Now that I’m out of my twenties, I feel equipped to actually offer advice and I’ve been recently skimming Ramit Setih’s personal finance book I Will Teach You to be Rich (under skateboarding$3 on Kindle), which is packed with great advice.  I feel fortunate that I’ve received some great pieces of advice from friends early in my career on things like 401K’s (thanks Steve), investing (thanks Scott), friendships (thanks Mark), and lots of other things.  I was on a flight last week, and some of the things I wanted to emphasize to anyone early in the professional lives are:

  • Don’t use credit cards unless you will pay them off every month
  • Contribute to your 401K at least enough to get your company match
  • Read books about what you’re interested in (and if you find yourself never reading books in your free time related to your career, you should probably find a new career)
  • Spend a lot less time watching TV and checking Facebook
  • Surround yourself with cool people that you want to be more like, because you’ll become more and more like your friends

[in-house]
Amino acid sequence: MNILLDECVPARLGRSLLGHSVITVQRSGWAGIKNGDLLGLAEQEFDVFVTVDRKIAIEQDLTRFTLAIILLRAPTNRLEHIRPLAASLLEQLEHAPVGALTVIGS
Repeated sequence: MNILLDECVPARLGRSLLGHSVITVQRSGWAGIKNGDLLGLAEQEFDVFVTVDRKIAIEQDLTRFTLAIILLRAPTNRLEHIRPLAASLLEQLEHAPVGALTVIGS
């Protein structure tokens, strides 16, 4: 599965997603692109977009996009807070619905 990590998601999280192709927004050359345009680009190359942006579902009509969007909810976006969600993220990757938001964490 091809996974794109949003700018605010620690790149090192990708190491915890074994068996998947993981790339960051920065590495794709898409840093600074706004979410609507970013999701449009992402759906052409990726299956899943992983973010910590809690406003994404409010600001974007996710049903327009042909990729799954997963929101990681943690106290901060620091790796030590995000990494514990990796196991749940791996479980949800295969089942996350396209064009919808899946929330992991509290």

• Read challenging, inspiring books like Education of Millionaires and Radical (Christian book)
  • Spend five minutes each day (35 minutes a week) to assess what it is that you want to do in your life (no really, life flies by if you don’t think about what you want to do, see http://www.csc.ncsu.edu/alumni/391)
  • Study a little about leadership, business, marketing, and personal finance even if you don’t think they’re interesting (they’re super-important to everyone)
  • Make time for important things instead of always reacting to urgent things
  • Watch Dead Poets Society (“…Carpe diem, seize the day boys, make your lives extraordinary.” – John Keating)
  • Whenever you catch yourself saying (“One day I’ll learn/do ____” or “I should do ____ someday”), decide if you actually want to do it.  If you do, make time for it.  If not, stop talking about it and don’t stress yourself out.
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